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Social media, for some a marketing opportunity unmatched by any medium to come before; for others, the worst thing to happen to their business.

Those who have read previous articles on social media on this blog are aware of Strategic Growth Concepts position that social media is meant to provide an opportunity to effectively communicate with a business’ customers and potential customers.  Using social media correctly enables a company to gather opinions from consumers, to shape consumers’ opinion, to share information, and to interact in a way that not only enables their business to grow, but also makes consumers feel that they’ve had a role in helping the business to do so.

However, using social media incorrectly can cause a myriad of problems, not the least of which is the loss of customers and a potential public relations nightmare over which a business will have no control.

Unfortunately a pizzeria owner in Scottsdale Arizona is now learning  about this the hard way – though she doesn’t yet seem to be learning the lesson.  Below is the story.

As most of you are likely familiar, Yelp is a social media site that enables consumers to provide reviews of businesses they interact with, and to provide opinions about things like customer service, a business’ facility, it’s products and for restaurant’s – ratings on the food that is served, pricing, atmosphere, etc.  In recent months the site has garnered a lot of national attention and a signficant increase in consumer participation.  Many articles have recently been written in national publications and the blogsphere about the need for business owners to be aware of the potential that consumers are rating their business on Yelp and similar sites, and that other consumers are paying attention to these ratings – very close attention.  Further, many articles have also been written advising business owners to become familiar with the sites, and to learn how to effectively interact with consumers using them so that any negative situations have the potential of being turned into positive ones.

It appears the previously referred to Scottsdale Arizona restaurant owner hasn’t read the articles, because she did the exact thing that business owners are warned not to do; she took the occasion of a negative review on Yelp, responded very inappropriately  to the customer via the site, and now because of the tenor and content of her response, the whole incident has become a media firestorm and a public relations nightmare!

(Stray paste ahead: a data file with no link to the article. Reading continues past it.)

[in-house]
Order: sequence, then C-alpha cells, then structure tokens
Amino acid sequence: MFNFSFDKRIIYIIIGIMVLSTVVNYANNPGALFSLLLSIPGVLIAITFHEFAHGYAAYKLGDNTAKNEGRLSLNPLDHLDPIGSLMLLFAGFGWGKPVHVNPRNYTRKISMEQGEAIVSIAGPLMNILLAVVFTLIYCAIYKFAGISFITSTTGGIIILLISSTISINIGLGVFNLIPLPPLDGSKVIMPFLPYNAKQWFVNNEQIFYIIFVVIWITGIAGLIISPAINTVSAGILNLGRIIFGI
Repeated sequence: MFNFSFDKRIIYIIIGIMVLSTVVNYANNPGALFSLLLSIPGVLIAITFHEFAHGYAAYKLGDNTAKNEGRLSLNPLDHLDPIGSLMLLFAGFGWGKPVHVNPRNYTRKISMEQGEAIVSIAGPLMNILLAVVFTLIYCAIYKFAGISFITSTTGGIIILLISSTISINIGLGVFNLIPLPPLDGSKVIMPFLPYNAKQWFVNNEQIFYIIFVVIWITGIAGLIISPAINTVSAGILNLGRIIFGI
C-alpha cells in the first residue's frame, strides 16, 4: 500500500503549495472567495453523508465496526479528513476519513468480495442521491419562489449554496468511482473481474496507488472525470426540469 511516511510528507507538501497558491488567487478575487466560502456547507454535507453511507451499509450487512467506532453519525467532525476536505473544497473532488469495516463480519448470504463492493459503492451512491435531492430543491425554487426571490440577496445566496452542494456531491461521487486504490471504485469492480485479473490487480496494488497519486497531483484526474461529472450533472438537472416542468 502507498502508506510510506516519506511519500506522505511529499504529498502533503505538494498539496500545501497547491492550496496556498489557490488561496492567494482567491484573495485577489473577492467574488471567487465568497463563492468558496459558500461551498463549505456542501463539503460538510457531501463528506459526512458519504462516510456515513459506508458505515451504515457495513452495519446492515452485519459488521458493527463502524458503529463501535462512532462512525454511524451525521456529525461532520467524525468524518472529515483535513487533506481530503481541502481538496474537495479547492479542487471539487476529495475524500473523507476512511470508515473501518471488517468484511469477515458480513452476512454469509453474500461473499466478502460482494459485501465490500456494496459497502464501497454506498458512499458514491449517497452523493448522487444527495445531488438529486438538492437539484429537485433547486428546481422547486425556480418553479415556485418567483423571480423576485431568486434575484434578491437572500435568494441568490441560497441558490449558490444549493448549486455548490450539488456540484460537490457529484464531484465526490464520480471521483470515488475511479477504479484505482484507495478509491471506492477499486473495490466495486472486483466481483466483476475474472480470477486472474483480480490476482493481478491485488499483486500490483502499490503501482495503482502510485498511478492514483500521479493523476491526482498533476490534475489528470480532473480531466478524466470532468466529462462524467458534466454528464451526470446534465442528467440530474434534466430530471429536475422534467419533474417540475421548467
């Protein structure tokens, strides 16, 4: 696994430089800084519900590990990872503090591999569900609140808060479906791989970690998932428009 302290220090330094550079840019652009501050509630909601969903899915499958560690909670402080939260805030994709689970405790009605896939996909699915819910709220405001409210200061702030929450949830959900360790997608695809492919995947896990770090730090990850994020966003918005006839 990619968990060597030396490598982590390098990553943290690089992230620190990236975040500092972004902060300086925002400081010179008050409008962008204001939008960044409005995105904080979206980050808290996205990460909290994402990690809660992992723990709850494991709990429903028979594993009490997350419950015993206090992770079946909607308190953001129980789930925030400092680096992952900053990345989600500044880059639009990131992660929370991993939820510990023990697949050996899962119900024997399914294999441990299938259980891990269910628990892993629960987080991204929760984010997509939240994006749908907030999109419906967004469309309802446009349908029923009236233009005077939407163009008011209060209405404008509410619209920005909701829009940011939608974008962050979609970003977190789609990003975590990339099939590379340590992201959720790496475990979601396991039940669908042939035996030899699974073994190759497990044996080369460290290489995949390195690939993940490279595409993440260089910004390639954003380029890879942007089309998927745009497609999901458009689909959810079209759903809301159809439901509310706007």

Joel Latondress, the customer, wrote a Yelp review of the pizzeria, Amy’s Baking Company, that indicated dissatisfaction with his experience when eating at the restaurant.  When Amy’s Baking Company’s owner responded, she attacked Latondress personally, likening him to a tramp and a loser and telling him to “Do us a favor and keep your ugly face and your ugly opinions to yourself.”  Click HERE to read the complete story and see a video by a Phoenix area publication.

Owner Amy is now dealing with the repercussions of that decision.  Not only has the incident garnered an incredible amount of national press, but consumers are now responding with extremely negative reactions to Amy’s response to Latondress and vowing to never visit her restaurant.  Therefore, one negative review has now lost Amy’s Baking Company thousands of potential customers because of an inappropriate response.

Could this situation have been handled better and received a different result?  ABSOLUTELY!  If Amy had done her homework and been aware of the appropriate way to use social media (as well as had a bit of common sense), she could have responded to Latondress’ posting with sincere empathy for having provided him with a less than positive experience during his visit.  She could have invited him back with a substantial discount, or even for a free meal, to provide the restaurant with an opportunity to change his opinion to a positive one.  She could have shown concern that her business did not meet his expectations as a customer, and vowed to improve.  At the very least, she could have apologized for his dissatisfaction and asked for an opportunity to change his mind at some future date, expressing her concern as the business owner that all of her customers be left with a positive experience after visiting her facility.